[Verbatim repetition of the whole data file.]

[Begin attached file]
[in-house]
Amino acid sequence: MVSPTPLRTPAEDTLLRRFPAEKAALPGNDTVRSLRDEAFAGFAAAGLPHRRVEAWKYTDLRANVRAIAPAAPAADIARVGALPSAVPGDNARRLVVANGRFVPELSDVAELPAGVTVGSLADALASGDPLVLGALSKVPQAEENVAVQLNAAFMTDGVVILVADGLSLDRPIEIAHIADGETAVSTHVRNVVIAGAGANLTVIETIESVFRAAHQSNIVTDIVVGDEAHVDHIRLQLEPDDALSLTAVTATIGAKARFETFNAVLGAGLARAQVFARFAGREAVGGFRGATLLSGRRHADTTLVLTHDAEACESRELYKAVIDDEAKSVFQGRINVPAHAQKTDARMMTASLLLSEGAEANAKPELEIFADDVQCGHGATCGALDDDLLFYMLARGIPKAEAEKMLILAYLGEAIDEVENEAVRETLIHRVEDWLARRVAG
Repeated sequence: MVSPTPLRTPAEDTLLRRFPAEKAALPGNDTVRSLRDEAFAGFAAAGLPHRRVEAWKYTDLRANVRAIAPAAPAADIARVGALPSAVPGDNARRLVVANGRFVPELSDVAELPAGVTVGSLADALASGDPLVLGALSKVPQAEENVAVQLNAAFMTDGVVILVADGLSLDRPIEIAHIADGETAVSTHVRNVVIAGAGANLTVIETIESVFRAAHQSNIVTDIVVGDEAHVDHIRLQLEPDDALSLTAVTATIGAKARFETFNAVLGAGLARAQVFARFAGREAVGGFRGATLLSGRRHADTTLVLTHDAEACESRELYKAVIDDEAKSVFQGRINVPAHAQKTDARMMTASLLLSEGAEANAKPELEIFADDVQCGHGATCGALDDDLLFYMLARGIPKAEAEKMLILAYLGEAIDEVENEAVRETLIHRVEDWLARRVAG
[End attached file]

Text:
[in-house]
Amino acid sequence: MVSPTPLRTPAEDTLLRRFPAEKAALPGNDTVRSLRDEAFAGFAAAGLPHRRVEAWKYTDLRANVRAIAPAAPAADIARVGALPSAVPGDNARRLVVANGRFVPELSDVAELPAGVTVGSLADALASGDPLVLGALSKVPQAEENVAVQLNAAFMTDGVVILVADGLSLDRPIEIAHIADGETAVSTHVRNVVIAGAGANLTVIETIESVFRAAHQSNIVTDIVVGDEAHVDHIRLQLEPDDALSLTAVTATIGAKARFETFNAVLGAGLARAQVFARFAGREAVGGFRGATLLSGRRHADTTLVLTHDAEACESRELYKAVIDDEAKSVFQGRINVPAHAQKTDARMMTASLLLSEGAEANAKPELEIFADDVQCGHGATCGALDDDLLFYMLARGIPKAEAEKMLILAYLGEAIDEVENEAVRETLIHRVEDWLARRVAG
Repeated sequence: MVSPTPLRTPAEDTLLRRFPAEKAALPGNDTVRSLRDEAFAGFAAAGLPHRRVEAWKYTDLRANVRAIAPAAPAADIARVGALPSAVPGDNARRLVVANGRFVPELSDVAELPAGVTVGSLADALASGDPLVLGALSKVPQAEENVAVQLNAAFMTDGVVILVADGLSLDRPIEIAHIADGETAVSTHVRNVVIAGAGANLTVIETIESVFRAAHQSNIVTDIVVGDEAHVDHIRLQLEPDDALSLTAVTATIGAKARFETFNAVLGAGLARAQVFARFAGREAVGGFRGATLLSGRRHADTTLVLTHDAEACESRELYKAVIDDEAKSVFQGRINVPAHAQKTDARMMTASLLLSEGAEANAKPELEIFADDVQCGHGATCGALDDDLLFYMLARGIPKAEAEKMLILAYLGEAIDEVENEAVRETLIHRVEDWLARRVAG